[Histoire de la Turquie, Pans 1854, Vol. 11, pp. 276-77.]
Edward Gibbon and Simon Ocklay:
It is not the propagation but the permanency of his religion that deserves our wonder; the same pure and perfect impression which he engraved at Mecca and Madina is preserved, after the revolutions of twelve centuries by the Indian, the African and the Turkish proselytes of the Koran... The Mahometans have uniformly withstood the temptation of reducing the object of their faith and devotion to a level with the senses and imagination of man. I believe in One God and Mahomet is the Apostle of God' is the simple and invariable profession of Islam. The intellectual image of the Deity has never been degraded by any visible idol; the honors of the prophet have never transgressed the measure of human virtue; and his living precepts have restrained the gratitude of his disciples within the bounds of reason and religion.
[History of the Saracen Empire, London 1870, p 54.]
He was Caesar and Pope in one; but he was Pope without Pope's pretensions, Caesar without the legions of Caesar: without a standing army, without a bodyguard, without a palace, without a fixed revenue. If ever any man had the right to say that he ruled by the right divine, it was Mohammad, for he had all the power without its instruments and without its supports.
[Mohammad and Mohammadanism, London 1874, p 92.]
It is impossible for anyone who studies the life and character of the great Prophet of Arabia, who knows how he taught and how he lived, to feel anything but reverence for that mighty Prophet, one of the great messengers of the Supreme. And although in what I put to you I shall say many things which may be familiar to many, yet I myself feel whenever I re-read them, a new way of admiration, a new sense of reverence for that mighty Arabian teacher.
[The Life and Teachings of Muhammad, Madras 1932, p 4]
W Montgomery Watt:
His readiness to undergo persecution for his beliefs, the high moral character of the men who believed in him and looked up to him as leader, and the greatness of his ultimate achievement all argue his fundamental integrity To suppose Muhammad an impostor raises more problems than it solves. Moreover, none of the great figures of history is so poorly appreciated in the West as Muhammad.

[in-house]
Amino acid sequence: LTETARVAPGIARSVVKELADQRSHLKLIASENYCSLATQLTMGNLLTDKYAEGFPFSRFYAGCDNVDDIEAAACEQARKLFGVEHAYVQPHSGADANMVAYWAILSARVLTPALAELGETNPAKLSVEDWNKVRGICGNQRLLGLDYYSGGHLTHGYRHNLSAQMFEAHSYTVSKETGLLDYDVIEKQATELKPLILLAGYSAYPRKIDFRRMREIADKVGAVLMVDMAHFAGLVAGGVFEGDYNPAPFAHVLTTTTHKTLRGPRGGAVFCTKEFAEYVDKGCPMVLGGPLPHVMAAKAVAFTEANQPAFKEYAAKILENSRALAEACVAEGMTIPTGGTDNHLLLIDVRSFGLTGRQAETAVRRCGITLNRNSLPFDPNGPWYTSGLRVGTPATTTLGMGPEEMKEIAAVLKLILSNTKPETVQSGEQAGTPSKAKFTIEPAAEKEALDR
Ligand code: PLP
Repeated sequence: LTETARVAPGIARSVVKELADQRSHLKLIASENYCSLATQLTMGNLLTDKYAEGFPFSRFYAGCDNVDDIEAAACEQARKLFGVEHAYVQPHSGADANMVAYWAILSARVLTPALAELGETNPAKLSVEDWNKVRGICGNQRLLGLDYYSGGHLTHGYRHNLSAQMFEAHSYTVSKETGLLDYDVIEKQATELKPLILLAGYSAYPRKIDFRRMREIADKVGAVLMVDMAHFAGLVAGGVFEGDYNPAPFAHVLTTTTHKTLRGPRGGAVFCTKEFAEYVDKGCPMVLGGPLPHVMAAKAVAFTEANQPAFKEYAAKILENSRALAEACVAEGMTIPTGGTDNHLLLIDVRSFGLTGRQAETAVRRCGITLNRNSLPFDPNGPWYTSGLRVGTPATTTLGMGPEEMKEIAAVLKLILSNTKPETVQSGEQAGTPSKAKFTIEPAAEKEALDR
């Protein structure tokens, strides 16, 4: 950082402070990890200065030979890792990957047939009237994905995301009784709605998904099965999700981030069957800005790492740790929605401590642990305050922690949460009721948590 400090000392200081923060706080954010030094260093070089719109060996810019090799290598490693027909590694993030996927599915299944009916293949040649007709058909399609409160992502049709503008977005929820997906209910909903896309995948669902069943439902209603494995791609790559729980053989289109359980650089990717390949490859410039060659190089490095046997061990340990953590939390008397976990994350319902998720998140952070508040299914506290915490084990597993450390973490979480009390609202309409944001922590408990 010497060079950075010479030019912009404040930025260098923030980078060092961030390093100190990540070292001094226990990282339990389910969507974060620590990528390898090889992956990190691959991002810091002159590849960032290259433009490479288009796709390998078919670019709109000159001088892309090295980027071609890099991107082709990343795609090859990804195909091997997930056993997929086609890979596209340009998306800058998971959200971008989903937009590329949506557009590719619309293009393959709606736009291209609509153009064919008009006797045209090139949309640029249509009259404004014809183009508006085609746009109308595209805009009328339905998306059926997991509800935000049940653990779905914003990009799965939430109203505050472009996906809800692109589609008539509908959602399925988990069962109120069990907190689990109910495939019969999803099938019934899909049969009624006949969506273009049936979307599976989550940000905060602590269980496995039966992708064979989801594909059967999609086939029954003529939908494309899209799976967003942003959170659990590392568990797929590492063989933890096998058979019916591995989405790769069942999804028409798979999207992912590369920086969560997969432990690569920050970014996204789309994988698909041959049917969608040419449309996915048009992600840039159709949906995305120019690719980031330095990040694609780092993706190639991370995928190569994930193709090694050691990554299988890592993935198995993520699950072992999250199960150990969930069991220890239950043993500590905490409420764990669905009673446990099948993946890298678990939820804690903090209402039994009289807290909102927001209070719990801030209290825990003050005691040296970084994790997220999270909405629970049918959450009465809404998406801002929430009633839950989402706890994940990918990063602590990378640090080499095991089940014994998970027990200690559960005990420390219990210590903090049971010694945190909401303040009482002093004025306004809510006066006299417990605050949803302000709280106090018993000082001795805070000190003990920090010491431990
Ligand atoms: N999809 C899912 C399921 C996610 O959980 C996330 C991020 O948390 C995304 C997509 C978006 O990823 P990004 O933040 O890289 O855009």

[Mohammad At Mecca, Oxford, 1953, p 52.]
James A. Michene:
Muhammad, the inspired man who founded Islam, was born about AD. 570 into an Arabian tube that worshipped idols. Orphaned at birth, he was always particularly solicitous of the poor and needy the widow and the orphan, the slave and the downtrodden. At twenty he was already a successful businessman, and soon became director of camel caravans for a wealthy widow. When he reached twenty-five his employer, recognizing his meet, proposed marriage. Even though she was fifteen years older, he married her, and as long as she lived remained a devoted husband. Like almost every major prophet before him, Muhammad fought shy of serving as the transmitter of God's word, sensing his own inadequacy But the angel commanded Read'. So far as we know, Muhammad was unable to read or write, but he began to dictate those inspired words which would soon revolutionize a large segment of the earth: "There is one God." In all things Muhammad was profoundly practical. When his beloved son Ibrahim died, an eclipse occurred, and rumors of God's personal condolence quickly arose. Whereupon Muhammad is said to have announced,' An eclipse is a phenomenon of nature. It is foolish to attribute such things to the death or birth of a human being." At Muhammads own death an attempt was made to deify him, but the man who was to become his administrative successor killed the hysteria with one of the noblest speeches in religious history: 'If there are any among you who worshipped Muhammad, he is dead. But if it is God you worshipped, He lives forever'.
["Islam: The Misunderstood Religion,"
Reader's Digest (Amencan ea.) May 1955, pp. 68-70.]
Michael H. Hart:
My choice of Muhammad to lead the list of the world's most influential persons may surprise some readers and may be questioned by others, but he was the only man in history who was supremely successful on both the religious and secular level.
[The 100: A Ranking of the Most Influential Persons in History,
New York: Hart Publishing Company Inc. 1978, p 33.]